In Botswana, the common belief is that people should be held responsible when they are able to give informed consent. You can’t drink until you are 21, but legal adulthood, along with voting and the ability to join the military, comes at age 18. Presently, some of the lines between childhood and adulthood have switched, so the voting age is now prior to the drinking age. The problem extends beyond informed consent. It is really about who society trusts and under what circumstances. Graduation, once the final step for most Batswana on the road to work and steady relationships leading to marriage, no longer marks a significant end point on the way to maturity. It provides neither an effective transition to adulthood nor a valuable commodity for aspiring youth, and is an impediment to those who drop out. Going to University was a necessary part of middle-class identity, and this complicated the completion of adolescence for everyone. Now that college was held up as essential to economic success, the failure to go to University means an inadequate adulthood.
Active sexuality was once held at bay by a high-school life defined by dating, now it intrudes earlier and earlier into the lives of the young, while marriage becomes increasingly delayed. Adolescence is no longer an adequate description of this long postponement of adulthood. Over the years, the age of sexual maturity for girls has steadily declined. These days, many girls experience it even younger. A publicly sexualised culture is the reason parents of children as young as eight worry about their children’s early exposure to highly provocative clothing styles, music videos and video games. Although we still use the terms such as ‘adolescence’ and “ youth”, their cultural signals are mostly irrelevant. They no longer describes the period of training required to function as an adult in the 21st century, nor does it distinguish the boundary between the knowledge of children from those who have reached puberty. For parents, adolescence is an untrustworthy way to understand how their teenage children mature: they cannot clearly connect the sexual practices of their young to stable mating in marriage, nor can parents see how schooling during adolescence will lead their offspring to satisfactory adult work.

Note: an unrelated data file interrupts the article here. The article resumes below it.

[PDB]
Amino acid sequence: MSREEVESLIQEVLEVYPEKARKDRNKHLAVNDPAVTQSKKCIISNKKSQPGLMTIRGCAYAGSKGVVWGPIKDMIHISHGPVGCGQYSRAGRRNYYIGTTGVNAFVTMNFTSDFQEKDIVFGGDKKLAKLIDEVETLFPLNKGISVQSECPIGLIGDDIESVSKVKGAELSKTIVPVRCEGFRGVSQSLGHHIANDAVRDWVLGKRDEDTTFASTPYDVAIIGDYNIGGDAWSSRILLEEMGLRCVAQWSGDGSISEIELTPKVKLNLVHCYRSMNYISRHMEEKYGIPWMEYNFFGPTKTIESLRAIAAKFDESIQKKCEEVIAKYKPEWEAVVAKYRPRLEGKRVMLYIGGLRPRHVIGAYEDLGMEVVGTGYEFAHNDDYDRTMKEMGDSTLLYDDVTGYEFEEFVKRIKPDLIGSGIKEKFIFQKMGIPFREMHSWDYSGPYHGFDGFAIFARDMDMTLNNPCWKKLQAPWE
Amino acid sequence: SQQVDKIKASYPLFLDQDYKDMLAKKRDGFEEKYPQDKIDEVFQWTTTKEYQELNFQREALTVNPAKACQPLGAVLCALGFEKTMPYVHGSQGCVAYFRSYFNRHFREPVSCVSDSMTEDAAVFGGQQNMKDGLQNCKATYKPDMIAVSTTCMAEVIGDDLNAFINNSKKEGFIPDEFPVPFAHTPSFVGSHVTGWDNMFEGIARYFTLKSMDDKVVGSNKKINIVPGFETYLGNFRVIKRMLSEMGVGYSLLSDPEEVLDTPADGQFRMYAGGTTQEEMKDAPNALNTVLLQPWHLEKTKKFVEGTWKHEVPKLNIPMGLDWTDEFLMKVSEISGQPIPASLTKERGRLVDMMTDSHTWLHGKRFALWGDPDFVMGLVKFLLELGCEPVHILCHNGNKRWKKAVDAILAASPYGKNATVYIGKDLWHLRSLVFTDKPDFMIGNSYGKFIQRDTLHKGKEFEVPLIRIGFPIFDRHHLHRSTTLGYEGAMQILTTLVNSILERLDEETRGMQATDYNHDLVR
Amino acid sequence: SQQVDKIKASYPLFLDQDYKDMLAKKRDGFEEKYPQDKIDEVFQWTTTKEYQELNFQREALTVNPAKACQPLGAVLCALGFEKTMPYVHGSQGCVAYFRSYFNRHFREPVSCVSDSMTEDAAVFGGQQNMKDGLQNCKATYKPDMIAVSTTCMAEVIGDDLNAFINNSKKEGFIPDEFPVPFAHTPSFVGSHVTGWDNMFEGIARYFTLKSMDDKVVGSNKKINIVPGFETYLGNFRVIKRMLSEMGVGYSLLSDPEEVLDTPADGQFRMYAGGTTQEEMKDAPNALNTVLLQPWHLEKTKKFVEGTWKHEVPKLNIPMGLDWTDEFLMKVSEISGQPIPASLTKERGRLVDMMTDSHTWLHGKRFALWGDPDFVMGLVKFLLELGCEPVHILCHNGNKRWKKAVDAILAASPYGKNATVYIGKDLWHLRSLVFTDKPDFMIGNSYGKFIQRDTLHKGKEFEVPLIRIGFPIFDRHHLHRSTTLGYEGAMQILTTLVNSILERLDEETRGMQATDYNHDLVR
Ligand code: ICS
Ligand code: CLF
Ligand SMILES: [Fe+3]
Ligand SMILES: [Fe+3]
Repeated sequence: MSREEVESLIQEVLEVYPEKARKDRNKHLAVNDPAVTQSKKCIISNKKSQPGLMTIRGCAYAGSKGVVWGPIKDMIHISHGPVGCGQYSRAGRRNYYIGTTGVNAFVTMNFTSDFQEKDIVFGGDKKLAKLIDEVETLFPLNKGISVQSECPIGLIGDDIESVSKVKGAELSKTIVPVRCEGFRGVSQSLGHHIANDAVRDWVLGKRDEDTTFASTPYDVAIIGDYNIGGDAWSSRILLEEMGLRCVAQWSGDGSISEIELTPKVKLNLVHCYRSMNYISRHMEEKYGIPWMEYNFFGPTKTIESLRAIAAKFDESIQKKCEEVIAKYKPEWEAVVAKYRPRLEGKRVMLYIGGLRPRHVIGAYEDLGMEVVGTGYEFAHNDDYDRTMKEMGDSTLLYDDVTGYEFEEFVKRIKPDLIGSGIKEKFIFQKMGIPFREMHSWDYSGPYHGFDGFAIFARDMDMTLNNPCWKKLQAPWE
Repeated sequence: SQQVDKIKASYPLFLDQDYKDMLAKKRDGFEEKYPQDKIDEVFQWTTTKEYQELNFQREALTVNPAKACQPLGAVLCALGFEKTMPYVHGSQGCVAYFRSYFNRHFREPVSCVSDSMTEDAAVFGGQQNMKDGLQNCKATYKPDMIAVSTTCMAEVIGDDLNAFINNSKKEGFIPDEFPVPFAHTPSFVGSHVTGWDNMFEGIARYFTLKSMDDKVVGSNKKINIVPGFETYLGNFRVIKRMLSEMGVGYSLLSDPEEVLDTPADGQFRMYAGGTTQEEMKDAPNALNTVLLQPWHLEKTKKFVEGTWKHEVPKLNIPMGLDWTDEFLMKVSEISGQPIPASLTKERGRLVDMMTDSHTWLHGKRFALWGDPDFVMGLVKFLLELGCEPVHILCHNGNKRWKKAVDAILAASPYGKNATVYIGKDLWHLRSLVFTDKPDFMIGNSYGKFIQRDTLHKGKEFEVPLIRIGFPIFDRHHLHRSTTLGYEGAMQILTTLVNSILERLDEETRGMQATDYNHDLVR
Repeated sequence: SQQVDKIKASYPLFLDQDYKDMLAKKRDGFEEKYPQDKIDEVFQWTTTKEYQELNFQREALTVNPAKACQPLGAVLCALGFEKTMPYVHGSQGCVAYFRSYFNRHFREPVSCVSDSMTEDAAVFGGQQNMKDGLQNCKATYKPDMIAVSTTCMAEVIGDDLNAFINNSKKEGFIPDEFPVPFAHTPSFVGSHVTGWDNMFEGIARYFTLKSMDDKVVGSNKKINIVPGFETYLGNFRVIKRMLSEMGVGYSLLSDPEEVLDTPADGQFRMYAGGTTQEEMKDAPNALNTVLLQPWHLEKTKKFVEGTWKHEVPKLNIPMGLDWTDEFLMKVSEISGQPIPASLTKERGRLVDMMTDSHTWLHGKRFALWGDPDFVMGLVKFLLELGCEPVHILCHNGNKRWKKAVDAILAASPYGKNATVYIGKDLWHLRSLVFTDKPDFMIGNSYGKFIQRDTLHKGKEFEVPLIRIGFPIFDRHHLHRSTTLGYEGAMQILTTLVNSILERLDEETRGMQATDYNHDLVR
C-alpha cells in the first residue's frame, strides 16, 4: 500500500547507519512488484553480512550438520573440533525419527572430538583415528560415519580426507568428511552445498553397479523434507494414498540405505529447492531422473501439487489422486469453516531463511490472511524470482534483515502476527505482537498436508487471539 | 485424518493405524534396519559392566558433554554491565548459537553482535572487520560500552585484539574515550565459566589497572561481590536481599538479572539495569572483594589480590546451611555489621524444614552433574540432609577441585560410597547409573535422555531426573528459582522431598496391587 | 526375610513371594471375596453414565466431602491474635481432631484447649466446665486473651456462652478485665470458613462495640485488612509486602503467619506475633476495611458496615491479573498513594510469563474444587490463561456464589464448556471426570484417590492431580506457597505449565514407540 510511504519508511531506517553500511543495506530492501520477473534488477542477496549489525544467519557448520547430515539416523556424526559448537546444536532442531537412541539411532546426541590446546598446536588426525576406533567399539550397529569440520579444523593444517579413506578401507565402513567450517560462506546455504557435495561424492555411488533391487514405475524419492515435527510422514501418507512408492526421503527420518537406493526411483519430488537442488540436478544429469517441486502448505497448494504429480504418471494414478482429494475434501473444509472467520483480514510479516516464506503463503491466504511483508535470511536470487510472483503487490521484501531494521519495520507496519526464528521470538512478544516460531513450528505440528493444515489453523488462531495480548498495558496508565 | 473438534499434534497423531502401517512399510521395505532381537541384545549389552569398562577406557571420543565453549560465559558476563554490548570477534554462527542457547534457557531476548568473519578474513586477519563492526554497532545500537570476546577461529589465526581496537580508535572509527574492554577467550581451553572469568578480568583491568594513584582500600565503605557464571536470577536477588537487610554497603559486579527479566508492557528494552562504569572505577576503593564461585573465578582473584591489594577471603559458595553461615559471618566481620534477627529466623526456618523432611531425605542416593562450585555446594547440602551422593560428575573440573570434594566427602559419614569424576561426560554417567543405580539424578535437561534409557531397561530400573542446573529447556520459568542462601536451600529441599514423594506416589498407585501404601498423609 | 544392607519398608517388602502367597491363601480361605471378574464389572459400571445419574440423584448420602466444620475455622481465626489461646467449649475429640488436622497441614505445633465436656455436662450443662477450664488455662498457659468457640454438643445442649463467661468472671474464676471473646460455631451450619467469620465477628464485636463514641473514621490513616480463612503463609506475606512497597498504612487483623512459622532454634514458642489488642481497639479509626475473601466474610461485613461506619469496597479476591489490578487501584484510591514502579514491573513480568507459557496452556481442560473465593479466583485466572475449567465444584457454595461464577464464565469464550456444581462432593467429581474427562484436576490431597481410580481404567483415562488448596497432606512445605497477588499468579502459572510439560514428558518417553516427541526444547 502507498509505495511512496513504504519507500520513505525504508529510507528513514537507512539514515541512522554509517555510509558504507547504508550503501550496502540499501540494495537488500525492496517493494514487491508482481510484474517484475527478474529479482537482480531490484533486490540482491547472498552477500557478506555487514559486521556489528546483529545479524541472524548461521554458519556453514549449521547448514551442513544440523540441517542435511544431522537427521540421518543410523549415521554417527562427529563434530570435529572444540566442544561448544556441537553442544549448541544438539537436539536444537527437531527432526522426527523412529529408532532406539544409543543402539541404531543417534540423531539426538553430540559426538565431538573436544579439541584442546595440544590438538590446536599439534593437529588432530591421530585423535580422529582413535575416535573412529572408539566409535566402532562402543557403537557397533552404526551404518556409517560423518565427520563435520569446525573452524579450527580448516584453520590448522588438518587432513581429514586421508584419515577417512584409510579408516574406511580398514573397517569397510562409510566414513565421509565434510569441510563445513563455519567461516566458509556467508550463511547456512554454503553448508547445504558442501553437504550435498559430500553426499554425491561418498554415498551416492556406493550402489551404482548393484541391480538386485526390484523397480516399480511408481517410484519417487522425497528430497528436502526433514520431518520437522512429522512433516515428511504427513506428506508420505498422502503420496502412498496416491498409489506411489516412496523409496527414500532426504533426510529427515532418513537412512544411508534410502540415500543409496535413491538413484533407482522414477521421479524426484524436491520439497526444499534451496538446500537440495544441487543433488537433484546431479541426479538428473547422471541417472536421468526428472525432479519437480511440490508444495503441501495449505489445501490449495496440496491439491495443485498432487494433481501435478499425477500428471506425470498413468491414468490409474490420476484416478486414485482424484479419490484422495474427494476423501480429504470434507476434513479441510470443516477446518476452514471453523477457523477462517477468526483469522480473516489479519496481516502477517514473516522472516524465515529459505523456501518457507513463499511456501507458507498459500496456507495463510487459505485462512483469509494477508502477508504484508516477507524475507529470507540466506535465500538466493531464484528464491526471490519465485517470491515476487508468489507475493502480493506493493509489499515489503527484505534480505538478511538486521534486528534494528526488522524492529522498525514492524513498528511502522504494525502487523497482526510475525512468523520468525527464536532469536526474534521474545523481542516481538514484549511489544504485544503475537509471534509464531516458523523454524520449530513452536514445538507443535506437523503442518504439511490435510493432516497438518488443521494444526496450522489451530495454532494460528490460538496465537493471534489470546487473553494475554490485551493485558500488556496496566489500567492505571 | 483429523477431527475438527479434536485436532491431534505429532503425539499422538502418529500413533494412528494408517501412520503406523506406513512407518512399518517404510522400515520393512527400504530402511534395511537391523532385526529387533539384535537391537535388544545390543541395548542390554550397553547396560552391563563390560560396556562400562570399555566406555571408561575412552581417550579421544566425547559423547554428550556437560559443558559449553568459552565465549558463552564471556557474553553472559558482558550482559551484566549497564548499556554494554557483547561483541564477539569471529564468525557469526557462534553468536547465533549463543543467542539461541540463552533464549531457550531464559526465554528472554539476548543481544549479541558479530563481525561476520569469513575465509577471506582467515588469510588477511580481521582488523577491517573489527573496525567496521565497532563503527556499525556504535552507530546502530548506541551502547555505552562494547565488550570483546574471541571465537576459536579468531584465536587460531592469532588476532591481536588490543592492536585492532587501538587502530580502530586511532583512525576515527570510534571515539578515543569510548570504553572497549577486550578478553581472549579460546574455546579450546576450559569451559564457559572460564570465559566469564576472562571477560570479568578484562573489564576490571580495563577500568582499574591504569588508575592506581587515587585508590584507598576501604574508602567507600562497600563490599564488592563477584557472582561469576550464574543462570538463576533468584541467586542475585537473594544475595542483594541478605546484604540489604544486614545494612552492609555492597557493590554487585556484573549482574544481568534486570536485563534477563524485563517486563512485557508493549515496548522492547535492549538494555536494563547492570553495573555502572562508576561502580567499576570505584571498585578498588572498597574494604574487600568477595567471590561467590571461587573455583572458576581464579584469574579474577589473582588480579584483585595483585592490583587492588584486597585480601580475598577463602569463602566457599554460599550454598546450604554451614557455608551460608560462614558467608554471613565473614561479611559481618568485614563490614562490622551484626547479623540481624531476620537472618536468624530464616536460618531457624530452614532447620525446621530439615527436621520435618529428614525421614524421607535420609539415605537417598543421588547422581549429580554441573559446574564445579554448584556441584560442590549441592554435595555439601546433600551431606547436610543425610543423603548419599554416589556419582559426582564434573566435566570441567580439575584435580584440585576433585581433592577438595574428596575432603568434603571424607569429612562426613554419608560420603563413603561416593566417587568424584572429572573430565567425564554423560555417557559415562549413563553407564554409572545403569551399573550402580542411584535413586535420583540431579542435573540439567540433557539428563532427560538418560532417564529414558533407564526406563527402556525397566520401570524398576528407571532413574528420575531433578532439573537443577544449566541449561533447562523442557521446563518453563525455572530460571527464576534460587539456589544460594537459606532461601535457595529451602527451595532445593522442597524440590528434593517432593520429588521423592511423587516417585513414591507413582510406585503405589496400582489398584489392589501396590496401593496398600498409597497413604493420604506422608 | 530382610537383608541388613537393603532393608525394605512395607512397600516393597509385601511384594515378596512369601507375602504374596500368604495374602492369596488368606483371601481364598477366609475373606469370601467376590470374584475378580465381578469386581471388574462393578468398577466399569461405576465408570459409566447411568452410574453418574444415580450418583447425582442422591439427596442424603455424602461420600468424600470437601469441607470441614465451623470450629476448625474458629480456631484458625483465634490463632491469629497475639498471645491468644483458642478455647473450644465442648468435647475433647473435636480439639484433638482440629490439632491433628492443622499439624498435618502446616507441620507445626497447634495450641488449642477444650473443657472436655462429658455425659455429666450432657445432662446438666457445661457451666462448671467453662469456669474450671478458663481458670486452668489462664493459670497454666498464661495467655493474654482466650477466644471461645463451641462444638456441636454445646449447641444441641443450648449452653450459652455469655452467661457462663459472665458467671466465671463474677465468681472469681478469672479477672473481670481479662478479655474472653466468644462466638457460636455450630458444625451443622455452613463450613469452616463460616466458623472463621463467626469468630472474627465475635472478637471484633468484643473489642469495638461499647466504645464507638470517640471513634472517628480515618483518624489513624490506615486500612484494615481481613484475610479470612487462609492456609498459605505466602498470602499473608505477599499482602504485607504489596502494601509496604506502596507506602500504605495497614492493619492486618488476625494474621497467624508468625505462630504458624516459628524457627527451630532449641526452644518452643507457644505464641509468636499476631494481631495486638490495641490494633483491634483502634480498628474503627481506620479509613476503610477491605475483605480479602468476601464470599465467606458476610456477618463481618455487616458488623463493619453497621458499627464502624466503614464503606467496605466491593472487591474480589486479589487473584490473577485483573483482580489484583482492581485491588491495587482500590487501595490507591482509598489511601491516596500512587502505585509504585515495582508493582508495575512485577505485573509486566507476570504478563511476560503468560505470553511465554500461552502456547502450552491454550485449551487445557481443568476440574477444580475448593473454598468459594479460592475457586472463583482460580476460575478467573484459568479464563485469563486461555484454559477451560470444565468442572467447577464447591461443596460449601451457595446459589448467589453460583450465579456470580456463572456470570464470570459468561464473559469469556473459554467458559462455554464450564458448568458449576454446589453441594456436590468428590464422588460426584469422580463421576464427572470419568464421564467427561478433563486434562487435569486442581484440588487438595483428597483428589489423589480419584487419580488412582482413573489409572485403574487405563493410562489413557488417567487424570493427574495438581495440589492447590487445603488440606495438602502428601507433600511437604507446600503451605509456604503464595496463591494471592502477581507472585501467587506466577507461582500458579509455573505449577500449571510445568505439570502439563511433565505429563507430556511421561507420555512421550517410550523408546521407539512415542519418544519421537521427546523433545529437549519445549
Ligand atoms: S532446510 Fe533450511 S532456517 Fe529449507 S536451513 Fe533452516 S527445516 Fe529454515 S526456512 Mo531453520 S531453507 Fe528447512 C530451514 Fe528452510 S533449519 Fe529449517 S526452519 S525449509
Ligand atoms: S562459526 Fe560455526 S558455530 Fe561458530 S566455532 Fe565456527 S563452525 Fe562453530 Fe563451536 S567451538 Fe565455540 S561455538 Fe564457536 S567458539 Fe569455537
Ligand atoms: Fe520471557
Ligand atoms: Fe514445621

Clinical psychologist in Gaborone, Dr Sophie Moagi says, “Some societies have a concept of ‘youth’, which is applied to young people who are no longer considered to be children, but have not attained yet the status of adults. This often coincides with a period of ‘adolescence’, which describes the physical changes associated with the onset of puberty, and the transformations in young people’s social roles as they move towards adulthood. The perceptions of youth and adolescence often view it as a time of ‘storm and stress’ when young people are seen as deviant, problematic, or threatening. Some have blamed helicopter parenting for the long delay in maturity, but regardless of its specific role, the path to adulthood has become much more tangled and uncertain especially in these times. There used to be a time when parents dwelled on the fantasyland of childhood as a magical kingdom of talking animals and cartoons. Now, children’s minds can be filled with fantasies of sex and violence.”